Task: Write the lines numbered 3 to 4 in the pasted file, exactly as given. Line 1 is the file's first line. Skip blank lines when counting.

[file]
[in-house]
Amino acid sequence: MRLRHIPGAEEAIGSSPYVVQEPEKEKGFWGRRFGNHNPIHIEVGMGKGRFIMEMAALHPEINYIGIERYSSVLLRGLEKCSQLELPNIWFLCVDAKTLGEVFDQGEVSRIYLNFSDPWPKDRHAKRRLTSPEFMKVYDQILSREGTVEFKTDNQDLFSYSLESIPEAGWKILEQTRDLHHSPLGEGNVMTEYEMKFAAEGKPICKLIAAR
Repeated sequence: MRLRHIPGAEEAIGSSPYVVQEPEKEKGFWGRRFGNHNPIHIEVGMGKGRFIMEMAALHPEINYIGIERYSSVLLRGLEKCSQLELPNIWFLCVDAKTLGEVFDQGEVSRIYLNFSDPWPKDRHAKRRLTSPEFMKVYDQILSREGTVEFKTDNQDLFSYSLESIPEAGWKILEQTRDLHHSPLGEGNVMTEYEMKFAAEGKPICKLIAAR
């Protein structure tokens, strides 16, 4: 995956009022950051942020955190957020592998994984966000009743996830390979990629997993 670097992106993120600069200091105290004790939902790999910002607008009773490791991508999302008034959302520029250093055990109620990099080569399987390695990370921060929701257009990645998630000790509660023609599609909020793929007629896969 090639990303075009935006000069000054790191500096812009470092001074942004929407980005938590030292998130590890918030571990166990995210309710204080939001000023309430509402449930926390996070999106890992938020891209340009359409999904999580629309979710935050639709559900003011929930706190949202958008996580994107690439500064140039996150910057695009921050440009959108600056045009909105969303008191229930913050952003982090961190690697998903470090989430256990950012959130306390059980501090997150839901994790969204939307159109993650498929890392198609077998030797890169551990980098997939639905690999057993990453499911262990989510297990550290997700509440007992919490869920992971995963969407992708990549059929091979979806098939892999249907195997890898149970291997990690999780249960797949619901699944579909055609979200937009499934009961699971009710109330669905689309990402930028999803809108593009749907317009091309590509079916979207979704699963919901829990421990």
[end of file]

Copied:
Repeated sequence: MRLRHIPGAEEAIGSSPYVVQEPEKEKGFWGRRFGNHNPIHIEVGMGKGRFIMEMAALHPEINYIGIERYSSVLLRGLEKCSQLELPNIWFLCVDAKTLGEVFDQGEVSRIYLNFSDPWPKDRHAKRRLTSPEFMKVYDQILSREGTVEFKTDNQDLFSYSLESIPEAGWKILEQTRDLHHSPLGEGNVMTEYEMKFAAEGKPICKLIAAR
């Protein structure tokens, strides 16, 4: 995956009022950051942020955190957020592998994984966000009743996830390979990629997993 670097992106993120600069200091105290004790939902790999910002607008009773490791991508999302008034959302520029250093055990109620990099080569399987390695990370921060929701257009990645998630000790509660023609599609909020793929007629896969 090639990303075009935006000069000054790191500096812009470092001074942004929407980005938590030292998130590890918030571990166990995210309710204080939001000023309430509402449930926390996070999106890992938020891209340009359409999904999580629309979710935050639709559900003011929930706190949202958008996580994107690439500064140039996150910057695009921050440009959108600056045009909105969303008191229930913050952003982090961190690697998903470090989430256990950012959130306390059980501090997150839901994790969204939307159109993650498929890392198609077998030797890169551990980098997939639905690999057993990453499911262990989510297990550290997700509440007992919490869920992971995963969407992708990549059929091979979806098939892999249907195997890898149970291997990690999780249960797949619901699944579909055609979200937009499934009961699971009710109330669905689309990402930028999803809108593009749907317009091309590509079916979207979704699963919901829990421990």